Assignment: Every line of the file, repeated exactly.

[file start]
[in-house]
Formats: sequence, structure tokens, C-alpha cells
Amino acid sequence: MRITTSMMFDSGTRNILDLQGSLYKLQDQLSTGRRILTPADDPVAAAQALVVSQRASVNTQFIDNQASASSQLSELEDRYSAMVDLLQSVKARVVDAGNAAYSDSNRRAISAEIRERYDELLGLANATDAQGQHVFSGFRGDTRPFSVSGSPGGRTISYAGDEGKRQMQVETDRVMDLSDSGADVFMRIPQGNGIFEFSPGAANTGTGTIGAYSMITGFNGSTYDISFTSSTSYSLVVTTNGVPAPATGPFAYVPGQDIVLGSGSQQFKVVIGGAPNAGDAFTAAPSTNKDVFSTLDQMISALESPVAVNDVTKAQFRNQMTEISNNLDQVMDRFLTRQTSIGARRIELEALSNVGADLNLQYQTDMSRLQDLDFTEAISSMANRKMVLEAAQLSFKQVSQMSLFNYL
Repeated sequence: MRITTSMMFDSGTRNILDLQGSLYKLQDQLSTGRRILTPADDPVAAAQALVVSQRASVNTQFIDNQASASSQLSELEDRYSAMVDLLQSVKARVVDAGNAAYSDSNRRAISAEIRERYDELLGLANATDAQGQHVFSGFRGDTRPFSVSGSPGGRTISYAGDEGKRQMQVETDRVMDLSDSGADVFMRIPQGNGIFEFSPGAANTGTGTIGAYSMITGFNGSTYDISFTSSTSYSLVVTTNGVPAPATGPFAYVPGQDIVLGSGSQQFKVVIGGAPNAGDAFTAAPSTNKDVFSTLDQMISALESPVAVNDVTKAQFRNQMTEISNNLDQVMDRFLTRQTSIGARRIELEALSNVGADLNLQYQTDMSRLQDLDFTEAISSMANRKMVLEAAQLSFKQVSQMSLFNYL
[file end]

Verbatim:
[in-house]
Formats: sequence, structure tokens, C-alpha cells
Amino acid sequence: MRITTSMMFDSGTRNILDLQGSLYKLQDQLSTGRRILTPADDPVAAAQALVVSQRASVNTQFIDNQASASSQLSELEDRYSAMVDLLQSVKARVVDAGNAAYSDSNRRAISAEIRERYDELLGLANATDAQGQHVFSGFRGDTRPFSVSGSPGGRTISYAGDEGKRQMQVETDRVMDLSDSGADVFMRIPQGNGIFEFSPGAANTGTGTIGAYSMITGFNGSTYDISFTSSTSYSLVVTTNGVPAPATGPFAYVPGQDIVLGSGSQQFKVVIGGAPNAGDAFTAAPSTNKDVFSTLDQMISALESPVAVNDVTKAQFRNQMTEISNNLDQVMDRFLTRQTSIGARRIELEALSNVGADLNLQYQTDMSRLQDLDFTEAISSMANRKMVLEAAQLSFKQVSQMSLFNYL
Repeated sequence: MRITTSMMFDSGTRNILDLQGSLYKLQDQLSTGRRILTPADDPVAAAQALVVSQRASVNTQFIDNQASASSQLSELEDRYSAMVDLLQSVKARVVDAGNAAYSDSNRRAISAEIRERYDELLGLANATDAQGQHVFSGFRGDTRPFSVSGSPGGRTISYAGDEGKRQMQVETDRVMDLSDSGADVFMRIPQGNGIFEFSPGAANTGTGTIGAYSMITGFNGSTYDISFTSSTSYSLVVTTNGVPAPATGPFAYVPGQDIVLGSGSQQFKVVIGGAPNAGDAFTAAPSTNKDVFSTLDQMISALESPVAVNDVTKAQFRNQMTEISNNLDQVMDRFLTRQTSIGARRIELEALSNVGADLNLQYQTDMSRLQDLDFTEAISSMANRKMVLEAAQLSFKQVSQMSLFNYL